Wednesday, July 29, 2009

Birds in the city.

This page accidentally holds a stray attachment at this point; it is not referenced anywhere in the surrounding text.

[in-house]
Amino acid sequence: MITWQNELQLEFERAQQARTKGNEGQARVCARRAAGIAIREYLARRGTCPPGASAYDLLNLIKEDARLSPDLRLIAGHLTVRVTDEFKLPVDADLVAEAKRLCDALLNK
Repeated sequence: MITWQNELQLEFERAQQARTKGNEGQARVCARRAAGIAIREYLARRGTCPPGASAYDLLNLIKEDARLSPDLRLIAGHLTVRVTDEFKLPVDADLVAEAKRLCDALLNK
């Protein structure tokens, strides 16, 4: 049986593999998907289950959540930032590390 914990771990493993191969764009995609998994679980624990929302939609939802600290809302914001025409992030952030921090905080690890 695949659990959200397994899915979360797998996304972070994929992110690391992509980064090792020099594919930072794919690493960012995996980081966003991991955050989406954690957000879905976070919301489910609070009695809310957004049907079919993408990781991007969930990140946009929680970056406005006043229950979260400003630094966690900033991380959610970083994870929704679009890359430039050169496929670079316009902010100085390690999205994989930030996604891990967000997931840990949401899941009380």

When I moved into this city some eighteen years back there were a lot of trees. The road I live on was lined by tall wild almond trees. As far as looks go, they were ugly trees with large leaves and large useless pod-like fruits which simply littered the street. A large number of common mynahs roosted on the trees, making a huge ruckus every morning and evening and peppering anyone unfortunate enough to be passing below the trees with generous amounts of bird-shit. Then the trees were cut down for widening the road and I started missing the clamor of birds which had made these trees their home. After a few years I noticed that the birds were back. The mynahs were now roosting on a mobile tower which had come up recently. On noticing carefully I saw that a pair of kites had made a nest on the highest platform of the tower and the rest of the tower was used by mynahs. They spent the night on the tower making the familiar racket every evening and flying away in the morning. This made me curious about the adaptability of birds in the changing urban environment and to celebrate the first monsoon showers of the month I decided to go bird watching in the city. I picked up my scooter and rode around early in the morning enjoying the mild showers. Now our city has very few patches of green left, most of the flora being represented by isolated trees by the road or small private gardens. The first birds I came across were a group of parakeets (I counted ten) perched on electric wires. The next sightings were two kites perched on a huge advertising hoarding. There were a number of pigeons and a few doves mostly on eaves and rooftops. The biggest surprise was a common grey hornbill which flew across the road and disappeared behind the few remaining trees. The commonest presence was of crows and mynahs. Some good Samaritans had left feed for birds on the sidewalk of the only flyover our city boasts of and scores of crows and mynahs were fighting over the spoils. A few years back these crows had almost disappeared but have made a strong comeback. Maybe the discontinuation of use of Declofenac (a pain killer) in domestic livestock which was threatening the vulture population has something to do with this resurgence in the number of crows as well. The best part was reserved for the last. As I reached home and was parking my scooter I spotted two brown rock chats and one bulbul on my gate. Not bad for a half hour drive. The only thing that makes me sad is that I don’t see sparrows any more. These little birds which were a part of our everyday existence when we were growing up have become rare indeed. Still, I am hopeful that like crows and vultures they will make a comeback and our children will get to see them.

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